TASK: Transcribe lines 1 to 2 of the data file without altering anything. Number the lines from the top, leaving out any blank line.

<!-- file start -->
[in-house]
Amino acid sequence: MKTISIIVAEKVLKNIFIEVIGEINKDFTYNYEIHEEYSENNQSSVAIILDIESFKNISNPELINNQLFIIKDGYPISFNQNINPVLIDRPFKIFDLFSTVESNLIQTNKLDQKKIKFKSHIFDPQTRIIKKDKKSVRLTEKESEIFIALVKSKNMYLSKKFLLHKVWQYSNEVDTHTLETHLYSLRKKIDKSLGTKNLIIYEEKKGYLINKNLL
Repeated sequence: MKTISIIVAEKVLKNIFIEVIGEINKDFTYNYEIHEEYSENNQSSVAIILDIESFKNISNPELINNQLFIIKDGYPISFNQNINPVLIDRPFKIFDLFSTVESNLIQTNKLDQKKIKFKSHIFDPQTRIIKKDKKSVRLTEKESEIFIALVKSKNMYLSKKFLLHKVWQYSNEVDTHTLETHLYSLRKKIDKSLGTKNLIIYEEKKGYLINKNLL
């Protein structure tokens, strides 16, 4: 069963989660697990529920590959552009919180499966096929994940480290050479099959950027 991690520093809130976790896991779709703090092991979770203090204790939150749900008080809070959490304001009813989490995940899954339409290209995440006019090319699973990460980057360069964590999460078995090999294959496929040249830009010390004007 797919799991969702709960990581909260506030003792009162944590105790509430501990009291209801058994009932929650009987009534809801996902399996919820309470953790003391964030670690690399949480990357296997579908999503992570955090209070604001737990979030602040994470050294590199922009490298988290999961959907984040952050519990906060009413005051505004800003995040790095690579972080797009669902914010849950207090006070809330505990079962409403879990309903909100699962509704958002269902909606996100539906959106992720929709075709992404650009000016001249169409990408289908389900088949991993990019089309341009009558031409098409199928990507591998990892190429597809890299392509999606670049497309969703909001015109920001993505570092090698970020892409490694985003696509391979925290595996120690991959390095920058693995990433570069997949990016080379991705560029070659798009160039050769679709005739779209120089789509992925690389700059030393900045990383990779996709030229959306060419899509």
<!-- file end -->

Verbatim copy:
[in-house]
Amino acid sequence: MKTISIIVAEKVLKNIFIEVIGEINKDFTYNYEIHEEYSENNQSSVAIILDIESFKNISNPELINNQLFIIKDGYPISFNQNINPVLIDRPFKIFDLFSTVESNLIQTNKLDQKKIKFKSHIFDPQTRIIKKDKKSVRLTEKESEIFIALVKSKNMYLSKKFLLHKVWQYSNEVDTHTLETHLYSLRKKIDKSLGTKNLIIYEEKKGYLINKNLL